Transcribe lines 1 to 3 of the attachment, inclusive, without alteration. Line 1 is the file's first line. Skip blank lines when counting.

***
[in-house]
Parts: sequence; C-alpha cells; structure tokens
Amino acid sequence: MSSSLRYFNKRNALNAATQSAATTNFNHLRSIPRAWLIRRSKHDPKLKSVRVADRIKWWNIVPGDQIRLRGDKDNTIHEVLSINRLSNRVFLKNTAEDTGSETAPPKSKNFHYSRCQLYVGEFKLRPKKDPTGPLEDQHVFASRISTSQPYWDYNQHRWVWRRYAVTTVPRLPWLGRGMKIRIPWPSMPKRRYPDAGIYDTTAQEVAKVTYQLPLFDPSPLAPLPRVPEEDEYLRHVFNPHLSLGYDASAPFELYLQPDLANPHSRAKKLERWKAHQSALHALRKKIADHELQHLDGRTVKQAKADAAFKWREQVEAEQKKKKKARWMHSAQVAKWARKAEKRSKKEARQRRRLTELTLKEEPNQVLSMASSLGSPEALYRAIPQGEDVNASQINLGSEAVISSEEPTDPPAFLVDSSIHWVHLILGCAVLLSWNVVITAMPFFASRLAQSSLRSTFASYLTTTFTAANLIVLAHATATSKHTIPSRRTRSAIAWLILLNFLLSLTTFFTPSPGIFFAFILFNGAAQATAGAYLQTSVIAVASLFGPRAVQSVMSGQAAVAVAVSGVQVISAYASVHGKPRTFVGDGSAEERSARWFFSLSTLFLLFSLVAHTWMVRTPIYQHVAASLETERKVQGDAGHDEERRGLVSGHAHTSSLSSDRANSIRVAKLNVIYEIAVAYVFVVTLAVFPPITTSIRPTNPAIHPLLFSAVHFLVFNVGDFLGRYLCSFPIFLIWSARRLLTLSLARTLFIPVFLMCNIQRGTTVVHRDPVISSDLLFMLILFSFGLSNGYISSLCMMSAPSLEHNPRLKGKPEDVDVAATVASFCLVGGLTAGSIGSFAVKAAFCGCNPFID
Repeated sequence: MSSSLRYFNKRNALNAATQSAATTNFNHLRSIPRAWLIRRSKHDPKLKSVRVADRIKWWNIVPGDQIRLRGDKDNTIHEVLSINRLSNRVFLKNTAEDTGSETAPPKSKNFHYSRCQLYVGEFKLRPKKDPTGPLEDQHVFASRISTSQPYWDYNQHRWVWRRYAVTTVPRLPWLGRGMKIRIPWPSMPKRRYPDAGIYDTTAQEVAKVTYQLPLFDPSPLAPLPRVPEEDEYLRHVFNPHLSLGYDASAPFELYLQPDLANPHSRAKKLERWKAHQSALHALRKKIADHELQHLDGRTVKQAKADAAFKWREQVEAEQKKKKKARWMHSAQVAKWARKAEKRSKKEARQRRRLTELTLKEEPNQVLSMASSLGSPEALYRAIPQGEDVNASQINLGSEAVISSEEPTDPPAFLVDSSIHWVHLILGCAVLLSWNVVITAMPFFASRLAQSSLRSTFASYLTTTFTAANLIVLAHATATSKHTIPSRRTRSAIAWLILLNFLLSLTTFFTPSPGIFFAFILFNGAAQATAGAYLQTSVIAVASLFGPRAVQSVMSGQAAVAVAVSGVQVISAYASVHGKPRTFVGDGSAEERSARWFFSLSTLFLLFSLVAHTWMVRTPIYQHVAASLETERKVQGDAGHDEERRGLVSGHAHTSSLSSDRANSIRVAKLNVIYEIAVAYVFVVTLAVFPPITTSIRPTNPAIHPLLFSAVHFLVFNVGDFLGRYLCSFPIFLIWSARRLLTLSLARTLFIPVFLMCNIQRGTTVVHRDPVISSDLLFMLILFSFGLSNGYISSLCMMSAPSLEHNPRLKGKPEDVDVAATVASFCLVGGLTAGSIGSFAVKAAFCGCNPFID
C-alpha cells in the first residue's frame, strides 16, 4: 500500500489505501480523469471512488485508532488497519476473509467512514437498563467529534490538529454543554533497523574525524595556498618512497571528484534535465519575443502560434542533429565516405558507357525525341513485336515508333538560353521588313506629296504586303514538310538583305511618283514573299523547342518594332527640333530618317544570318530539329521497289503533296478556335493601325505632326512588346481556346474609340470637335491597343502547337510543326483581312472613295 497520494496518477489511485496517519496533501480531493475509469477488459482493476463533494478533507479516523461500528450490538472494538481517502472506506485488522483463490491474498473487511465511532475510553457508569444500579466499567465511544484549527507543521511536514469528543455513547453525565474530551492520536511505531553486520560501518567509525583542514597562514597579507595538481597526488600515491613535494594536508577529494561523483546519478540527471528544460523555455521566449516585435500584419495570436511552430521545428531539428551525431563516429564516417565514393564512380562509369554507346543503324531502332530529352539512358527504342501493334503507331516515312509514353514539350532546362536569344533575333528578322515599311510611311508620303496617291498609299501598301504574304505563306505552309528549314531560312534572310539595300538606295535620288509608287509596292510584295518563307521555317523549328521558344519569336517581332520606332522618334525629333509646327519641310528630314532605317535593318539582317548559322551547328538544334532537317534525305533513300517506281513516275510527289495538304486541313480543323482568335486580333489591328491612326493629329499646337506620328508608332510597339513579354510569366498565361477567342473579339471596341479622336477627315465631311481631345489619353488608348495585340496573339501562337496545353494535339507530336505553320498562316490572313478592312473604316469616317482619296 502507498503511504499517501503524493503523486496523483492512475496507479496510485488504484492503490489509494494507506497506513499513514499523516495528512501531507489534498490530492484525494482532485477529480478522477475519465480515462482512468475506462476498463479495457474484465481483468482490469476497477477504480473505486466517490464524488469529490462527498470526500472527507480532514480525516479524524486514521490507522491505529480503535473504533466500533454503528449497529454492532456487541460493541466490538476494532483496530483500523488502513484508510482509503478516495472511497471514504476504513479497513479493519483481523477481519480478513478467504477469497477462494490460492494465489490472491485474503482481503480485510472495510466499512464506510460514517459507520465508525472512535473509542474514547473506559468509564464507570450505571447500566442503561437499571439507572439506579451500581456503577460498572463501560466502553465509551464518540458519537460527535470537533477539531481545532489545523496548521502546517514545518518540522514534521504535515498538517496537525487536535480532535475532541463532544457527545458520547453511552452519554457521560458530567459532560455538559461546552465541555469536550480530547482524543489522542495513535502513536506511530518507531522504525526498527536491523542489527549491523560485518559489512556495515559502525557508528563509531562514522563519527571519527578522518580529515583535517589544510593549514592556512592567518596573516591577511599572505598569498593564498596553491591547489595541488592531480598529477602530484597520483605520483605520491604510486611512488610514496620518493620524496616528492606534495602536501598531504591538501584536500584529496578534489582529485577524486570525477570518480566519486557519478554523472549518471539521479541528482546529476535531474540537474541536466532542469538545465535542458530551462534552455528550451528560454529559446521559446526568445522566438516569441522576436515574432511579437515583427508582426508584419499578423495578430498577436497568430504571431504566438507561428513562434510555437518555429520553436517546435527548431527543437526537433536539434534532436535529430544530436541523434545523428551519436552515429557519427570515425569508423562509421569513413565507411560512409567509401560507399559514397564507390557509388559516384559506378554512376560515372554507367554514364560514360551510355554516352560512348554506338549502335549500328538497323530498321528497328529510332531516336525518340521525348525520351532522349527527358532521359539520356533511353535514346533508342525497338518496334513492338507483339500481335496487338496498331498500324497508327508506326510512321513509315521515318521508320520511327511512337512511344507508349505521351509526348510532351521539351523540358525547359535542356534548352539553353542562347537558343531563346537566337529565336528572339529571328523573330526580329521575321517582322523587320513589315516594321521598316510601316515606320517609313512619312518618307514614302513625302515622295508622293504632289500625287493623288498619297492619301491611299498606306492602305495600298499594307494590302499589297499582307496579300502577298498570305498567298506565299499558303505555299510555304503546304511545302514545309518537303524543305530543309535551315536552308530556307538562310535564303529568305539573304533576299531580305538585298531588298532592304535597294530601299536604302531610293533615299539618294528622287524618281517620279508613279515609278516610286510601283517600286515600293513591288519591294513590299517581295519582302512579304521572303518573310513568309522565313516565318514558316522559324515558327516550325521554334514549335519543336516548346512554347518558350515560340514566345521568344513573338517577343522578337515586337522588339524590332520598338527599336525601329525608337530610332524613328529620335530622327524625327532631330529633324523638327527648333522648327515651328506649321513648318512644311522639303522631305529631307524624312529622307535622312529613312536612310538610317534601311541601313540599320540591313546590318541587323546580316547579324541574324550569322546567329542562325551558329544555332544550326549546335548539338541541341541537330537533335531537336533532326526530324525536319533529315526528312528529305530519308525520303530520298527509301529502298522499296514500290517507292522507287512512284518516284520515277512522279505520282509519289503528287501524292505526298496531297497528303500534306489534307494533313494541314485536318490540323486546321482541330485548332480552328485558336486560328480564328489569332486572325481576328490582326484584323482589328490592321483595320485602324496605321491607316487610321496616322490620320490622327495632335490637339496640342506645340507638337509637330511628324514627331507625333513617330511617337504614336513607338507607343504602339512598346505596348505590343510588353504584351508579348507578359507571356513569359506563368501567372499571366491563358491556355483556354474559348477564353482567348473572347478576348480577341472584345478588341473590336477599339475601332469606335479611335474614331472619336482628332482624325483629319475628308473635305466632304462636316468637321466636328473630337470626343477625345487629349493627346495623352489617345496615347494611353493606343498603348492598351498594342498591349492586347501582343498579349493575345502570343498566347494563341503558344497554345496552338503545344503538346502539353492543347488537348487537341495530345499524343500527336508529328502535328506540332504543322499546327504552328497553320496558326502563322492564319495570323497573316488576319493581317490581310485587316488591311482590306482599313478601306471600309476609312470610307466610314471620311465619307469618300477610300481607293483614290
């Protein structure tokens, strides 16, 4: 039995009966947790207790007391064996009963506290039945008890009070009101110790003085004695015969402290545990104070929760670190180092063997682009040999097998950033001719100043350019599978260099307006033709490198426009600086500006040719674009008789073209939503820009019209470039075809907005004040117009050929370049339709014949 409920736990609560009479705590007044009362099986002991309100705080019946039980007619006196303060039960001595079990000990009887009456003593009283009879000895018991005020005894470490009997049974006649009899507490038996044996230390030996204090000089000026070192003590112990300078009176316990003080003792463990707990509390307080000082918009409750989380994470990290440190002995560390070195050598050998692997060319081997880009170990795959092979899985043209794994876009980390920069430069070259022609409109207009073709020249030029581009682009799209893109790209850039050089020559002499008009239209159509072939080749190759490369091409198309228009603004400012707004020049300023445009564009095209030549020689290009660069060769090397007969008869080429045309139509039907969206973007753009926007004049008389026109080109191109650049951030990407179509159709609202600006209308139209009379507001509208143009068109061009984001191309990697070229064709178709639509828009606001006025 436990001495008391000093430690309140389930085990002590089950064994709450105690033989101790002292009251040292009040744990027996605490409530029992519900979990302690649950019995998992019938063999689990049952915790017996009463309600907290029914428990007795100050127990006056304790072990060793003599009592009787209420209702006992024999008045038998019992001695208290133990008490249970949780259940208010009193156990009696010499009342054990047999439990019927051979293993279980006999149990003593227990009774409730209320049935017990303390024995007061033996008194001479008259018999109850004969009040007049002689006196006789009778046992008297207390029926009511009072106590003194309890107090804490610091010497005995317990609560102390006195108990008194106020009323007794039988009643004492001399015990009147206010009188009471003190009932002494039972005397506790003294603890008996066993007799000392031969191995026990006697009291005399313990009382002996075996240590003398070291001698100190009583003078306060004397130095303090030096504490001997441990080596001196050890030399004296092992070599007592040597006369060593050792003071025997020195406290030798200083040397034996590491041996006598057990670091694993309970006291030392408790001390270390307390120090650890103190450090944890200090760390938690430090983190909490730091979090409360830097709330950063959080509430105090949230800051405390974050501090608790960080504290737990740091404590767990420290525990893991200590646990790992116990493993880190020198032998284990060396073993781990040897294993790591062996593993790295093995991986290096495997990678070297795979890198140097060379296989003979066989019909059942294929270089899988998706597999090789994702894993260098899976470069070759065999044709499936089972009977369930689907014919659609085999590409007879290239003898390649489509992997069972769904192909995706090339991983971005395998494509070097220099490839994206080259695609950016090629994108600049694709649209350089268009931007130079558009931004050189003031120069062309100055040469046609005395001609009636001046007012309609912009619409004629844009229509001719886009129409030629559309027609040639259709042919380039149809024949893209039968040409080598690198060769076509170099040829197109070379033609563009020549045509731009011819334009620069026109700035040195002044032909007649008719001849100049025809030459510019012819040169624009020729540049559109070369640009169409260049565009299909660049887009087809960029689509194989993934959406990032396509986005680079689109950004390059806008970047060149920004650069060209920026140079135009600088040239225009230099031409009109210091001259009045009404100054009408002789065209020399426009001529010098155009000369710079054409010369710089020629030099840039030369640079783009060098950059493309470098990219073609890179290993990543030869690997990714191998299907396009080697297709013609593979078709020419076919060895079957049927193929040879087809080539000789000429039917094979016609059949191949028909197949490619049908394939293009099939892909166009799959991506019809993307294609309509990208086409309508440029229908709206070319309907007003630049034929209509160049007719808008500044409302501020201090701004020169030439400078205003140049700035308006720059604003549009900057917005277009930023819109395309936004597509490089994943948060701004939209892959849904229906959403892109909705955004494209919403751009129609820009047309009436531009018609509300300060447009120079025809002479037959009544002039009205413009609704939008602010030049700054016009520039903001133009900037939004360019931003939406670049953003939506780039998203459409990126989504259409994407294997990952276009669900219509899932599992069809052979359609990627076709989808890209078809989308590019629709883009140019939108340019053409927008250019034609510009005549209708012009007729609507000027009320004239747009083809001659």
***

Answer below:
[in-house]
Parts: sequence; C-alpha cells; structure tokens
Amino acid sequence: MSSSLRYFNKRNALNAATQSAATTNFNHLRSIPRAWLIRRSKHDPKLKSVRVADRIKWWNIVPGDQIRLRGDKDNTIHEVLSINRLSNRVFLKNTAEDTGSETAPPKSKNFHYSRCQLYVGEFKLRPKKDPTGPLEDQHVFASRISTSQPYWDYNQHRWVWRRYAVTTVPRLPWLGRGMKIRIPWPSMPKRRYPDAGIYDTTAQEVAKVTYQLPLFDPSPLAPLPRVPEEDEYLRHVFNPHLSLGYDASAPFELYLQPDLANPHSRAKKLERWKAHQSALHALRKKIADHELQHLDGRTVKQAKADAAFKWREQVEAEQKKKKKARWMHSAQVAKWARKAEKRSKKEARQRRRLTELTLKEEPNQVLSMASSLGSPEALYRAIPQGEDVNASQINLGSEAVISSEEPTDPPAFLVDSSIHWVHLILGCAVLLSWNVVITAMPFFASRLAQSSLRSTFASYLTTTFTAANLIVLAHATATSKHTIPSRRTRSAIAWLILLNFLLSLTTFFTPSPGIFFAFILFNGAAQATAGAYLQTSVIAVASLFGPRAVQSVMSGQAAVAVAVSGVQVISAYASVHGKPRTFVGDGSAEERSARWFFSLSTLFLLFSLVAHTWMVRTPIYQHVAASLETERKVQGDAGHDEERRGLVSGHAHTSSLSSDRANSIRVAKLNVIYEIAVAYVFVVTLAVFPPITTSIRPTNPAIHPLLFSAVHFLVFNVGDFLGRYLCSFPIFLIWSARRLLTLSLARTLFIPVFLMCNIQRGTTVVHRDPVISSDLLFMLILFSFGLSNGYISSLCMMSAPSLEHNPRLKGKPEDVDVAATVASFCLVGGLTAGSIGSFAVKAAFCGCNPFID